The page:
Sponsor and status
98th Congress, 1983–1984
Enacted — Signed by the President on Nov 2, 1983
This bill was enacted after being signed by the President on November 2, 1983.
Representative for Indiana's 1st congressional district
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Last Updated: Nov 2, 1983
Jul 29, 1983
Bills and resolutions are referred to committees which debate the bill before possibly sending it on to the whole chamber.
Aug 2, 1983
Passed House (Senate next)
The bill was passed in a vote in the House. It goes to the Senate next.
Oct 19, 1983
The bill was passed by both chambers in identical form. It goes to the President next who may sign or veto the bill.
Nov 2, 1983
Enacted — Signed by the President
The President signed the bill and it became law.
H.R. 3706 (98th) was a bill in the United States Congress.
A bill must be passed by both the House and Senate in identical form and then be signed by the President to become law.
This bill was introduced in the 98th Congress, which met from Jan 3, 1983 to Oct 12, 1984. Legislation not enacted by the end of a Congress is cleared from the books.
How to cite this information.
We recommend the following MLA-formatted citation when using the information you see here in academic work:
GovTrack.us. (2020). H.R. 3706 — 98th Congress: A bill to amend title 5, United States Code, to make the birthday of Martin ... Retrieved from https://www.govtrack.us/congress/bills/98/hr3706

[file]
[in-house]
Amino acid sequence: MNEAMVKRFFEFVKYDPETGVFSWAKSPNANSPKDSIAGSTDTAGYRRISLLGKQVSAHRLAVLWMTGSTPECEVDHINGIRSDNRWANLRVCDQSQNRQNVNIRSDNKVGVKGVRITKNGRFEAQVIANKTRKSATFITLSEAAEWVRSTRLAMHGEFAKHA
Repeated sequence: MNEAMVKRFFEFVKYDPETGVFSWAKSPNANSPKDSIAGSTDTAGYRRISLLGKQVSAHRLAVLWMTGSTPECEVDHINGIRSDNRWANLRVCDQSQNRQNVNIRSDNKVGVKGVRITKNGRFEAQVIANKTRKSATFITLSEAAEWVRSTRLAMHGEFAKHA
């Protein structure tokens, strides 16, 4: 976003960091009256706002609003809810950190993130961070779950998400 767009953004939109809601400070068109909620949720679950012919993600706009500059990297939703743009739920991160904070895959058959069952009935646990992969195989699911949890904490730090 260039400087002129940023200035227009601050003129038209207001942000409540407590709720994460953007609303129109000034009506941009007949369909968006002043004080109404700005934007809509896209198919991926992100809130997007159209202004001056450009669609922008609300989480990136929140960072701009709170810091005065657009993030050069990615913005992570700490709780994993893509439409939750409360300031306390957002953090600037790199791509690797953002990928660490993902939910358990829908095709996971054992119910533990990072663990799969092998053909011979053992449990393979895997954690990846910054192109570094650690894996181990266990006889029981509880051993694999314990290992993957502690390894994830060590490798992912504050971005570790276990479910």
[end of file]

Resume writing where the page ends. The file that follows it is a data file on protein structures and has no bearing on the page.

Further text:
“H.R. 3706 — 98th Congress: A bill to amend title 5, United States Code, to make the birthday of Martin ...” www.GovTrack.us. 1983. February 20, 2020 <https://www.govtrack.us/congress/bills/98/hr3706>
A bill to amend title 5, United States Code, to make the birthday of Martin Luther King, Jr., a legal public holiday, Pub. L. No. 98-144, H.R. 3706, 98th Cong. (1983).
|title=H.R. 3706 (98th)
|accessdate=February 20, 2020
|author=98th Congress (1983)
|date=July 29, 1983
|quote=A bill to amend title 5, United States Code, to make the birthday of Martin ...
Where is this information from?
GovTrack automatically collects legislative information from a variety of governmental and non-governmental sources. This page is sourced primarily from Congress.gov, the official portal of the United States Congress. Congress.gov is generally updated one day after events occur, and so legislative activity shown here may be one day behind. Data via the congress project.